On the day after Christmas 1944, in a corner of what became one of the most fiercely fought battles of World War II, a German mine blew up in Sergeant Harold Urick’s face. It left him totally blind and he stayed that way for 48 years. Harold’s unit, the 303rd Engineers, had just crossed the redoubtable German defensive barrier, the Siegfried Line, when they were ordered to dig up and defuse mines. He remembers every detail. “It was a bitterly cold day and the ground was frozen hard. There was a man on each side of me as we moved forward. I saw the mine – it was one of the small ones they used, just about a quarter pound -- and began digging it up very carefully with my bayonet. Suddenly I slipped on the icy ground. There was an explosion and everything went dark. I put my hands on my face. ‘My God, I thought, what am I going to do now?’ “Most of all in those early days, I worried about Jean. I was 21 and we’d been married just over a year. I thought of it over and over. Instead of the life we’d dreamed of when the war was over, I was going to be a burden to her all her life.” He was flown to a military hospital in Valley Forge and then back home to Cleveland. One eye was so badly damaged that it to be taken out and a prosthetic one put in its place. With the other he could see just a patch of light. He spent two years in a therapy school and then, with the dogged courage that has defined his life, started a physical therapy business of his own. “But people weren’t as affluent then and it didn’t take,” he says. He worked for several years at the Cleveland Clinic and then for another 15 at a snack bar managed by the Cleveland Sight Center. In the meantime, he and Jean had five children and seven grandchildren, none of whom he had ever seen. The family was central to his life. He went to almost every high school and college football game his son, Jeff, played in. “My wife would tell me what was going on. I just wanted to be there.” But his sight didn’t improve. “I went to three or four ophthalmologists over the years but all of them said they couldn’t do anything for me. Then one day in 1992 I was listening to a television program and I heard a doctor talking about transplanting corneas. I didn’t know what to think but I went back to the eye doctors. They weren’t encouraging until one of them said, ‘I know a doctor who does these. I think you should go to him.’ “That’s how I met Dr. Philip Shands at Kaiser Permanente. ‘Yes,’ he told me, ‘I do these. Do you want to try?’ ‘You bet,’ I said. ‘What do I have to lose?’” Shands had then been in practice for only a year or two and was unsure himself about how much he could help. “The prosthetic eye we could do nothing about, of course. But when I examined the other one, I could see a small bit of the iris which, when we shone a light on it, constricted a little. Then, using ultrasound and other tests, it appeared as though the retina and other structures inside the eye were intact.” With this encouragement, Harold was put on the waiting list and told it would probably take three or four months before they had a cornea for him. “You might think I’d be on pins and needles all that time but I wasn’t. Most of the time I didn’t think about it, probably because he exuded so much confidence,” he recalls. Just before Thanksgiving, he was called in and, with great care, Shands removed the badly damaged cornea and other scarred tissue, implanted an artificial lens to focus the light and sewed in the donated cornea. In about an hour it was all over, Harold remembers. “‘Are you done?’ I asked him. ‘Yep,’ he said ‘but you’ll have to wait until tomorrow morning when we remove the bandages.’ “The next day, when he began to take them off, I was lying face down on the bed and the first thing I saw were his shoes – the first things I’d seen in 48 years – then his pants. I looked up and saw he was wearing glasses. It was still a bit fuzzy, but they’d warned me it would take a while. “Then I looked down the bed and there was Jean, looking as pretty as she did when I first met her. Then I looked at Yvonne, my oldest daughter. It was the first time I’d ever seen her face. And she was beautiful, too.” He had some shocks too, such as how big airplanes had become and how fast cars went. In a few months his sight had improved so that he could pass the driver’s test and read just about anything he wanted. “Since then we’ve only had to fine-tune the prescriptions for his glasses, just like any normal aging person,” Shands says. “With them on he has 20/25 vision. Like all corneal recipients, he takes small amounts of immunosuppressants but has never had a period of rejection.” The other patients Shands treats have much less dramatic stories. “This was a once-in-a-career case,” he says. “But vision is the faculty people fear losing most and, with success rates of over 90 percent for those who are legally blind, cornea transplants reopen a world they thought they had lost forever.” All his life Harold has treasured the little things. Now it’s being able to walk through a restaurant to find a table or waving at friends across the street. He can still see with only one eye but goes to baseball games regularly and doesn’t need a running commentary. And at 86, he still bowls and plays golf. “But best of all is being able to see the whole family,” he says. “That was the hardest thing all those years. Now I have everything I want.”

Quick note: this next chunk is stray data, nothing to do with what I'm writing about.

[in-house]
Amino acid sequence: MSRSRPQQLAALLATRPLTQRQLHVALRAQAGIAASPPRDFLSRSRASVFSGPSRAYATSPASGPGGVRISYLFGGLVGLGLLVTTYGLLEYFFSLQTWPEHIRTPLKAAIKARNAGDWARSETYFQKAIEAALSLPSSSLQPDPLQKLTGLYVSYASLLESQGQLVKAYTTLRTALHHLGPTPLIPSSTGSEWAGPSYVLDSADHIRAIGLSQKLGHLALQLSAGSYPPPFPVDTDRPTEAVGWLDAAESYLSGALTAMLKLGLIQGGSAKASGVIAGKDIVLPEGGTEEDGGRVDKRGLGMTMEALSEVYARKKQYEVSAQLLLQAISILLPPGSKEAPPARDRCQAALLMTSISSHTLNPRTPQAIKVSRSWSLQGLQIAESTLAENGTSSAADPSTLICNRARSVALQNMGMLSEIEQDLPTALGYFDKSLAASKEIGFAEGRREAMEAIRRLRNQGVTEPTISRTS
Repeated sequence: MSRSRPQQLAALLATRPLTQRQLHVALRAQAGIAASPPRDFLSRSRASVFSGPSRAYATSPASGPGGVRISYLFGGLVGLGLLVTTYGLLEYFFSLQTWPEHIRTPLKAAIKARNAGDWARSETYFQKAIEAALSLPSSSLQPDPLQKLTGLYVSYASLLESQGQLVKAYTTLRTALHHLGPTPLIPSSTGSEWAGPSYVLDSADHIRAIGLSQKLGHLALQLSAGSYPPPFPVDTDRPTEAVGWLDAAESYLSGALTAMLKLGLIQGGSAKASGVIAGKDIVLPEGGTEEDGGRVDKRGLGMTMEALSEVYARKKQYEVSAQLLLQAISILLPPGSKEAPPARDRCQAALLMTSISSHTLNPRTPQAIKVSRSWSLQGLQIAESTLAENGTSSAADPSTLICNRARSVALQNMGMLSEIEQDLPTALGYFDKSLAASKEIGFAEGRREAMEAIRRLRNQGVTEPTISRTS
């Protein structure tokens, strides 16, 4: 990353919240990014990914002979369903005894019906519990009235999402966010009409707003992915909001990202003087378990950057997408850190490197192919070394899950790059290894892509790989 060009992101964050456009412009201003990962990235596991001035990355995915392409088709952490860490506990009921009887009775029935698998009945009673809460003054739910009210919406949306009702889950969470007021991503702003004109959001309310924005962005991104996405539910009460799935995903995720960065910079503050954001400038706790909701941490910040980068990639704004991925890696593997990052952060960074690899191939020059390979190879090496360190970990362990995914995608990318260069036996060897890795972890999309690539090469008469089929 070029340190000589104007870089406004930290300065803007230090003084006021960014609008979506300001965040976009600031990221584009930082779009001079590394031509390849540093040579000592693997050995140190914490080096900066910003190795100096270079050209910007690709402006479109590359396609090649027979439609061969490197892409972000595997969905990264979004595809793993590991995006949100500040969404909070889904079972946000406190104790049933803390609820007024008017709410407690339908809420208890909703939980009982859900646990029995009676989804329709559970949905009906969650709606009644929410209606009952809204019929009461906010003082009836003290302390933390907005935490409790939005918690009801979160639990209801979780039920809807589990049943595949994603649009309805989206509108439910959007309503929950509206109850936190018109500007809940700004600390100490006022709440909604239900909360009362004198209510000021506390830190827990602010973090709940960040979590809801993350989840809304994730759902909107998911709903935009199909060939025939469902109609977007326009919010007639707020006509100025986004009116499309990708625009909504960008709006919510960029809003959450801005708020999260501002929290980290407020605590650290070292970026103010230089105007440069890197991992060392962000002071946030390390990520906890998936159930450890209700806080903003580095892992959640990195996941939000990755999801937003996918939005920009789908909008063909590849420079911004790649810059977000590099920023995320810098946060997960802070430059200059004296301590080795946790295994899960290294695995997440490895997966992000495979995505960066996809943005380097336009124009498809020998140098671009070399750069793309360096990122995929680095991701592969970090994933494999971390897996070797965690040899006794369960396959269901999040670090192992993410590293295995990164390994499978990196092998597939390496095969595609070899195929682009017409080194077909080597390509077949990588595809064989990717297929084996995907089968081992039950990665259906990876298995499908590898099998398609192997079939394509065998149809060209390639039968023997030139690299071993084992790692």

Transplant Team Copes with Child’s Tragedy Amid World-Shaking Event